- The migration from GrandCentral to Google Voice is the wackest thing ever because there is no actual migration. See, the word "migration" implies moving your stuff from one place to another, but the only thing that moves is your number. All my existing GrandCentral contacts and messages remain in the old system, and there's no way to manually import. I have years of voicemails that are trapped in a dead service. Boo.
- Using Google Voice and SkyDeck at the same time leads to an echo effect. I don't think this is Google's fault per se, but it's still annoying. SkyDeck/SpinVox is great at handling my cell phone voicemails, and I'll continue to receive those since thousands of people have that number. The problem is the Google Voice service trips the SkyDeck voicemail service up, so when people leave messages on the Google number, I get an empty voicemail on the SkyDeck service leading to lots of crap texts and emails. Boo.
- While it's nice that the Google Voice web interface is integrated with my Gmail contacts, they reallly, really dumbed the service down. This is a tendency of Google with their acquisitions. They take 50 features and reduce them to five, and call it progress. Point being, Google has adopted the facebook method of handling messages: you can't file/label things. All I can do with a voicemail or text is "star" it, mark as read or delete. Now that gmail has me used to labels, Google Voice takes them away and forces me to maintain a full inbox or get rid of everything. Give me my damn labels back. Boo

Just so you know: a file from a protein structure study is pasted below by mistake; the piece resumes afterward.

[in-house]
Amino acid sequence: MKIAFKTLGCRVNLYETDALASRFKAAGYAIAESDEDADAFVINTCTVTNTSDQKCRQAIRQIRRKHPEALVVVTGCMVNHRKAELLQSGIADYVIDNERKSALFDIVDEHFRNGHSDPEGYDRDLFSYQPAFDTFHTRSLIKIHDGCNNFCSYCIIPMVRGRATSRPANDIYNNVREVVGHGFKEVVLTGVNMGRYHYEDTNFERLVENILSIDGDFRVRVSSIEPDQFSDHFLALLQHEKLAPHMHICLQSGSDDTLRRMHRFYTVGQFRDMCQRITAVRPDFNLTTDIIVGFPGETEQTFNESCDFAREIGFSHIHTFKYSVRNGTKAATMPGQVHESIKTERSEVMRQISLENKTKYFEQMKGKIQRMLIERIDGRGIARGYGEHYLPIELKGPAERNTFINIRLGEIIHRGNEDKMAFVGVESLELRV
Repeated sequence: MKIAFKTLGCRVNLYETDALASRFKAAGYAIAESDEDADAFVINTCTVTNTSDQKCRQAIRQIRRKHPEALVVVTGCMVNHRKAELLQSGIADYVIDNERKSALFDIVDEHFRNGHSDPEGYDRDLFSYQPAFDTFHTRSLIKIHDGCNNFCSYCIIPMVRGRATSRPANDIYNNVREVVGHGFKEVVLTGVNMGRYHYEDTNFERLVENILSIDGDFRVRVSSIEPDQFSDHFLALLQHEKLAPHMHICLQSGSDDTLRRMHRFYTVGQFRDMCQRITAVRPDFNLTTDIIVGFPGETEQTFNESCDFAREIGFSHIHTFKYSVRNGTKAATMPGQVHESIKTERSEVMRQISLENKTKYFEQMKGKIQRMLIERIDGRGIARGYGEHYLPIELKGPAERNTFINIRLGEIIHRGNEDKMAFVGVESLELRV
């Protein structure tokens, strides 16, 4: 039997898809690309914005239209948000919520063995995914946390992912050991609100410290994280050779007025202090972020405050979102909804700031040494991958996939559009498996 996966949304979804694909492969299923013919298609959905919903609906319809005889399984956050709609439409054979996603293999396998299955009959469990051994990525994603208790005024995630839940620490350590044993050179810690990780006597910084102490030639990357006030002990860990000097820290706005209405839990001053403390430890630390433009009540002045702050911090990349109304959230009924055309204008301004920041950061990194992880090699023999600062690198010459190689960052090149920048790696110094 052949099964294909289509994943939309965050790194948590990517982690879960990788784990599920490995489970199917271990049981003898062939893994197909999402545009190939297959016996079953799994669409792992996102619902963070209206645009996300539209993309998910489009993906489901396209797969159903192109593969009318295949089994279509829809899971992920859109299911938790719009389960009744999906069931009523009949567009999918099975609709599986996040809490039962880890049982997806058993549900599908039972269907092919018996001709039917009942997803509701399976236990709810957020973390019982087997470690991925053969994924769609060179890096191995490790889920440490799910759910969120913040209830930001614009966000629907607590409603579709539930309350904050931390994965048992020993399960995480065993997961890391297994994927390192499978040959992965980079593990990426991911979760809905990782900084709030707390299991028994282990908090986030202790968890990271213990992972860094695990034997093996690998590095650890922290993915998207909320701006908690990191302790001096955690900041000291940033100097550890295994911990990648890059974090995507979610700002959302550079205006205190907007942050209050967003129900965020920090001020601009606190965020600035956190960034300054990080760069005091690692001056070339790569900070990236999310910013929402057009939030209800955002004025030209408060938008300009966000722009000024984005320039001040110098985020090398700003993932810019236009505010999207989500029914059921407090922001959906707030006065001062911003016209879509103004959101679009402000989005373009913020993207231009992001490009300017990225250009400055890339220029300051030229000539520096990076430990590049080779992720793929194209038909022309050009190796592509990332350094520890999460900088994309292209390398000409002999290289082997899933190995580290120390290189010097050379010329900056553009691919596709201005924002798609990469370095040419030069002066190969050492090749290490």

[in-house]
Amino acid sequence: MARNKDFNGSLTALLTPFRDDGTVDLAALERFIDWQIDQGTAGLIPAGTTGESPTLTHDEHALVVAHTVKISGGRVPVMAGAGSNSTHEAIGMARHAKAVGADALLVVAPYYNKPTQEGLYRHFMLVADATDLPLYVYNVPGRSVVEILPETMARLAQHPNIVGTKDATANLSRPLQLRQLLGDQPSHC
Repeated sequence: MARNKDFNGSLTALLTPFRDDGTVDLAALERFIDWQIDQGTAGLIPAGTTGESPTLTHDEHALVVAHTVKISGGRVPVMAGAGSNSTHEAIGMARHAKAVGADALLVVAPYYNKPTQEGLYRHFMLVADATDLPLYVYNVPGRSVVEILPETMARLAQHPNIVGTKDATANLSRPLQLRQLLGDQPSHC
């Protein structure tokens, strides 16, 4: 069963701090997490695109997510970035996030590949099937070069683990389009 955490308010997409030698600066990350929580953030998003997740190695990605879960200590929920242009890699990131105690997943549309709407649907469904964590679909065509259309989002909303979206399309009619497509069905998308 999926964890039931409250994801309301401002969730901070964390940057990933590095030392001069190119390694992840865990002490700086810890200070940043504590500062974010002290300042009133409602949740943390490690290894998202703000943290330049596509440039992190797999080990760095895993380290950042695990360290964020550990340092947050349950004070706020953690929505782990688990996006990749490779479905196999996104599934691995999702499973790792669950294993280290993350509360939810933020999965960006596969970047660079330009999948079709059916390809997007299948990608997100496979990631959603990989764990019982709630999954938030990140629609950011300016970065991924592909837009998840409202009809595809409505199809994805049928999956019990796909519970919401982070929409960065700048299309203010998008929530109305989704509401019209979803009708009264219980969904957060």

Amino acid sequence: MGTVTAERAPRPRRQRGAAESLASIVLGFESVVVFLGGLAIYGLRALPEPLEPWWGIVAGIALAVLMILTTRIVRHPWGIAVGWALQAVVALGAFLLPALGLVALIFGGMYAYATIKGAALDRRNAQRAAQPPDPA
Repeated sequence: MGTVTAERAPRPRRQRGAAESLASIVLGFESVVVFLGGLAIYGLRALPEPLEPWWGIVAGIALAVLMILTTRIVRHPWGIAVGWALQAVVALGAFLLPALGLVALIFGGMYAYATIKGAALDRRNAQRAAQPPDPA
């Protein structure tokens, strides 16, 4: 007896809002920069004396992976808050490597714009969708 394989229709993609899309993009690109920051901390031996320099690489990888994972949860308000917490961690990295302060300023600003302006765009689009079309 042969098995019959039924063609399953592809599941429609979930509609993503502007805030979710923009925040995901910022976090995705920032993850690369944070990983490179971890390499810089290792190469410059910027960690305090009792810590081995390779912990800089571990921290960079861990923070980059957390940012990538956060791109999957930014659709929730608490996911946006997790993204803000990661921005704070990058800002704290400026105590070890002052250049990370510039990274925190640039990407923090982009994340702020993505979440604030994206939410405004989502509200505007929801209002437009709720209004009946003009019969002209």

- Texting. Good news is if someone texts my Google number, it also hits my cell phone, and when I respond, that response comes from the Google number! Yay. Bad news is I cannot initiate a text from my cell phone that originates from my Google number. Also, from the web interface, I can only send one text at a time. I can't separate numbers by a comma, and blast a text to a group. Boo.
DYKCTV: "Fray Cafe 9" from Do You KNOW Clarence? on Vimeo.
Fray Cafe 9, feat. Clarence Smith, Jr. at the Red Eyed Fly during SxSW 2009.
videographer: Timothy Hahn (twitter.com/timmyhahn)
I've known Clarence for a few years. Brother has that digital swagger down pat! The video above is from his featured story at an event called "Fray Cafe" at the South by Southwest Interactive Festival.
I usually do that event as well but had a conflict this year, hosting the web awards instead. Clarence just posted the video about his surgery experience. As someone who's been cut many times by doctors, I can appreciate it to the fullest. Highlight: "I knew I wasn't in heaven because all I saw was white people."
Consider this a storytelling Sunday break. Peep him at http://www.doyouknowclarence.com